Descriptive analysis was performed using R Statistical Software on two different sub-sets of data. The first subset “Parchemins—W1 (2018) Illegalized residents who never had a swiss residence permit” (Table 2) was used to measure return visit practices during illegalization. The second subset “Parchemins—W1 (2018) and W2 (2019)” (Table 2) was used to observe return visit practices along the phases of the regularization process. For this second step, a “visit history” variable was created from the responses to the questions about return visits in waves 1 and 2.


Table 2. Quantitative subsets.

Differences in the stage of regularization process corresponded to various legal capital endowments and different access to cross-border mobility. For analyzing inequalities in return visit practices, we had to distinguish between: “regularized” who just received their residence permit, “undergoing regularization” who were waiting for a response from the authorities and “illegalized residents” who had not (yet) applied for regularization or had received a negative answer from authorities. As soon as the application for regularization was processed by authorities, concerned individuals could apply for a visa allowing to travel from and to Switzerland legally.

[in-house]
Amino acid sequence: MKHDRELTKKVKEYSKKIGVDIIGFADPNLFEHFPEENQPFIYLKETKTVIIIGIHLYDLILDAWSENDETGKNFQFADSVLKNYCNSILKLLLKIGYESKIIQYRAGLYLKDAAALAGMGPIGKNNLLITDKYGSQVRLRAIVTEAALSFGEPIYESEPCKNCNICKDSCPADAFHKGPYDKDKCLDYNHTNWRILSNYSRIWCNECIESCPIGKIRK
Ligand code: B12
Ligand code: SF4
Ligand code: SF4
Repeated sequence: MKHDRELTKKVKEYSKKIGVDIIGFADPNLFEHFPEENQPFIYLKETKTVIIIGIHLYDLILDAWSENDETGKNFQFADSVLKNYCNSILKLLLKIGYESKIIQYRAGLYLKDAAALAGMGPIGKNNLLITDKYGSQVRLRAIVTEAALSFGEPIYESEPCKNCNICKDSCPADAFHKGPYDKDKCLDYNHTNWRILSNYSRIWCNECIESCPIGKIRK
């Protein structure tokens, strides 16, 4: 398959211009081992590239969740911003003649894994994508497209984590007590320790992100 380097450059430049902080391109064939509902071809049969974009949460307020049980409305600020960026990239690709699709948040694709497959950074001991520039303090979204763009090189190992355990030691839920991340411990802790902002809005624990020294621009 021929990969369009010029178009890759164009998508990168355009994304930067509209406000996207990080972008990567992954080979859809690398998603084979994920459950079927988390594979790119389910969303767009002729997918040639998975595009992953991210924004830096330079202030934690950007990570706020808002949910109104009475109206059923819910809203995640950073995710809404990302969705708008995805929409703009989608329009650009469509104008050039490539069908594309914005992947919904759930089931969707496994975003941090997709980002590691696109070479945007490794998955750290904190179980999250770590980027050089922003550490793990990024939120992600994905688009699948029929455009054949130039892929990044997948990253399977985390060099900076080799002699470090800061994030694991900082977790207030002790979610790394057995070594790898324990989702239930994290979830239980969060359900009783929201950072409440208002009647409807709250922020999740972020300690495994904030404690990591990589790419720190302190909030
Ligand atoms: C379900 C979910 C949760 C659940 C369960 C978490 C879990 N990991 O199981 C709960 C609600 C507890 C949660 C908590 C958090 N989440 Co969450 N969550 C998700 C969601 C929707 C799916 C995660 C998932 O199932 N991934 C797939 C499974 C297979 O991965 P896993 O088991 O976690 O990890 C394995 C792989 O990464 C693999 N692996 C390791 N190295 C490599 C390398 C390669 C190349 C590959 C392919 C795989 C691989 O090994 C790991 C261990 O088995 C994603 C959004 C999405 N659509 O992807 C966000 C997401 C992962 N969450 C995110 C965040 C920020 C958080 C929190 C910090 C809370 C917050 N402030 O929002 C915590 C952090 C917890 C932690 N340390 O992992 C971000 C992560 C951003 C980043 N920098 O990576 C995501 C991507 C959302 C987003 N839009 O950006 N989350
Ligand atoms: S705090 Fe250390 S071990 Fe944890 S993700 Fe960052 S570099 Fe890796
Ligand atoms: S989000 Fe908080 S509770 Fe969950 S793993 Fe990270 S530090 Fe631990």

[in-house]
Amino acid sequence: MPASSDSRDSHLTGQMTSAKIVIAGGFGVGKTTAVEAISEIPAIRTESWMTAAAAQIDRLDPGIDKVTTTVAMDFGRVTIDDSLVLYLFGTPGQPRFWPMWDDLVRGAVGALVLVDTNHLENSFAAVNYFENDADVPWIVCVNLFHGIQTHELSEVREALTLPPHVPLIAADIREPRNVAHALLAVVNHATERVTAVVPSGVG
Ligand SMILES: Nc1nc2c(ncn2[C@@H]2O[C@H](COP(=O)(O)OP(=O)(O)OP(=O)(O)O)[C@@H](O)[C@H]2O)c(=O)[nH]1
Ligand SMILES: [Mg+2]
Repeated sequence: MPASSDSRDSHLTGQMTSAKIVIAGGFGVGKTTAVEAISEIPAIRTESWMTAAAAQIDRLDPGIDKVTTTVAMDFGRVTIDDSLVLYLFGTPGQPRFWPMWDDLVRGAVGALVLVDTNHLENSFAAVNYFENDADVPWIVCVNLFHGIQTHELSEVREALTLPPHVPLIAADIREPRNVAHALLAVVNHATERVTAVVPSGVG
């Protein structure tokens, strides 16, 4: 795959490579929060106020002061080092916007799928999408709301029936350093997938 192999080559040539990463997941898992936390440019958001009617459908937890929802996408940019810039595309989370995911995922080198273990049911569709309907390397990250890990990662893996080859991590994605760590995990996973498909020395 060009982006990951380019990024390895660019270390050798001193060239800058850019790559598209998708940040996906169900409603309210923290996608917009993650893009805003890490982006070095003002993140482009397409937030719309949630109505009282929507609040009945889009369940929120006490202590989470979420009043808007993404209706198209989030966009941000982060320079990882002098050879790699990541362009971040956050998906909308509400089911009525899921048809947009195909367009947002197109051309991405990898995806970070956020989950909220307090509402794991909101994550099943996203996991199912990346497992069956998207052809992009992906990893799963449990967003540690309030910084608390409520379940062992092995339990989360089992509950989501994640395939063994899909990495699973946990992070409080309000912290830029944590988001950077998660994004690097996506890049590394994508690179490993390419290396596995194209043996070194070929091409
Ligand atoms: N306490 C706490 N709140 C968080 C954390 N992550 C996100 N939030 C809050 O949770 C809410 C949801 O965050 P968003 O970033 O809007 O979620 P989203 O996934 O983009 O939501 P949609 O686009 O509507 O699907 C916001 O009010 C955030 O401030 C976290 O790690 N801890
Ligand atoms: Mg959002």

Cross-border mobility experiences of illegalized residents in Geneva

To better understand changes in perceived potential mobility and actual (im)mobility triggered by regularization, we first present illegalized residents perceived capacity to cross borders and their experiences of actual (im)mobility.

Experiences of cross-border (im)mobility while illegalized

Qualitative analysis reveals two main experiences of cross-border (im)mobility: forced immobility and limited mobility involving risk. Both forms indicate low potential mobility levels that contrast with the aspirations for return visits and travels toward third countries.

Forced cross-border immobility

Many participants stated that crossing borders would have been too risky as it would be impossible for them to return to Switzerland where they had their job which was the main source of income for them and their families; as one participant put it:

No, I cannot, I cannot go out. Otherwise if I got out, that will be a one-way ticket.” (Transnational mother, Domestic worker, Asia, Visa required).

This perception was mainly expressed when considering return visits or by participants whose nationality required a visa to enter Switzerland. In some cases, it was also reported by people whose nationalities did not require a visa to enter Switzerland but who were very anxious about appropriating cross-border mobility without being authorized to do so because of lack of access, they feared consequences of potential controls at the border for oneself and one's family. For example, in the case of Daya5:

I'm always afraid of being checked and having to leave everything I've built here” (Mother with children in Switzerland, Domestic worker, Latin America, Visa not required).

For many participants, immobility in the country of residence and the resulting physical separation from family was considered as the price to pay for having enough income for one's family, as expressed in this quote: